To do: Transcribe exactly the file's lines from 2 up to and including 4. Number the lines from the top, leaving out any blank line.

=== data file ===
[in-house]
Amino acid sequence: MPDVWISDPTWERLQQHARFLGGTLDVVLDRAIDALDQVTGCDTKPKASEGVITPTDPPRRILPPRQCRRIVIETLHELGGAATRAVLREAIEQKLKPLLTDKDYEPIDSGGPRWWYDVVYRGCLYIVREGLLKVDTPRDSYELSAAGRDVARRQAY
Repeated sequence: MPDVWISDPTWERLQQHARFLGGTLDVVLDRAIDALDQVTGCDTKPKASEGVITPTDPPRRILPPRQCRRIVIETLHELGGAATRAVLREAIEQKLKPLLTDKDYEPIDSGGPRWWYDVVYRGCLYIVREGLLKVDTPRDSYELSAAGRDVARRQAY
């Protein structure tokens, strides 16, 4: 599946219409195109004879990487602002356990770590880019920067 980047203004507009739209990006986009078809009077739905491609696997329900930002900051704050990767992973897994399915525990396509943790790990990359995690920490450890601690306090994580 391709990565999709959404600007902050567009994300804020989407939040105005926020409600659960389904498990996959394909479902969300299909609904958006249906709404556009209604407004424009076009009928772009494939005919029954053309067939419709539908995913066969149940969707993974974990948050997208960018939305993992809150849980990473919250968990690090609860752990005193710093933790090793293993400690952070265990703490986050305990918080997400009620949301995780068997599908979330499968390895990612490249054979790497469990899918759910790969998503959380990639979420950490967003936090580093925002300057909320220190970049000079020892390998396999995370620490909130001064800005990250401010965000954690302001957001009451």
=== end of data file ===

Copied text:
Amino acid sequence: MPDVWISDPTWERLQQHARFLGGTLDVVLDRAIDALDQVTGCDTKPKASEGVITPTDPPRRILPPRQCRRIVIETLHELGGAATRAVLREAIEQKLKPLLTDKDYEPIDSGGPRWWYDVVYRGCLYIVREGLLKVDTPRDSYELSAAGRDVARRQAY
Repeated sequence: MPDVWISDPTWERLQQHARFLGGTLDVVLDRAIDALDQVTGCDTKPKASEGVITPTDPPRRILPPRQCRRIVIETLHELGGAATRAVLREAIEQKLKPLLTDKDYEPIDSGGPRWWYDVVYRGCLYIVREGLLKVDTPRDSYELSAAGRDVARRQAY
């Protein structure tokens, strides 16, 4: 599946219409195109004879990487602002356990770590880019920067 980047203004507009739209990006986009078809009077739905491609696997329900930002900051704050990767992973897994399915525990396509943790790990990359995690920490450890601690306090994580 391709990565999709959404600007902050567009994300804020989407939040105005926020409600659960389904498990996959394909479902969300299909609904958006249906709404556009209604407004424009076009009928772009494939005919029954053309067939419709539908995913066969149940969707993974974990948050997208960018939305993992809150849980990473919250968990690090609860752990005193710093933790090793293993400690952070265990703490986050305990918080997400009620949301995780068997599908979330499968390895990612490249054979790497469990899918759910790969998503959380990639979420950490967003936090580093925002300057909320220190970049000079020892390998396999995370620490909130001064800005990250401010965000954690302001957001009451």